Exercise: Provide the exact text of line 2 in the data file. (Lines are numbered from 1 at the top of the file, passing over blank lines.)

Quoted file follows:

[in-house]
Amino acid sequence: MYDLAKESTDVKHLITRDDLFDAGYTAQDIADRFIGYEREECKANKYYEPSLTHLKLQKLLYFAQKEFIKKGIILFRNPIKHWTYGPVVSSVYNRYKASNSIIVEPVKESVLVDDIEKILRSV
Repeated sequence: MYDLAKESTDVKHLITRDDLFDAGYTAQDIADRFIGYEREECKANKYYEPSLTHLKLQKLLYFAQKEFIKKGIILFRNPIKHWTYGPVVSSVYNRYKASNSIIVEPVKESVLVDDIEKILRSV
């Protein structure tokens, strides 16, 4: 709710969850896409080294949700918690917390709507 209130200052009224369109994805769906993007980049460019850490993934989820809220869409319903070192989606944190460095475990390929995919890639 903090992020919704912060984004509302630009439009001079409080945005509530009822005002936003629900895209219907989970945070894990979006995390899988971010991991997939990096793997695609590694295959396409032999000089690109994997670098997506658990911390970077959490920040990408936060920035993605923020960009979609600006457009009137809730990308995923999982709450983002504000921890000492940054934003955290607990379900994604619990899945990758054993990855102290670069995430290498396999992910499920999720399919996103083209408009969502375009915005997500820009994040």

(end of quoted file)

Amino acid sequence: MYDLAKESTDVKHLITRDDLFDAGYTAQDIADRFIGYEREECKANKYYEPSLTHLKLQKLLYFAQKEFIKKGIILFRNPIKHWTYGPVVSSVYNRYKASNSIIVEPVKESVLVDDIEKILRSV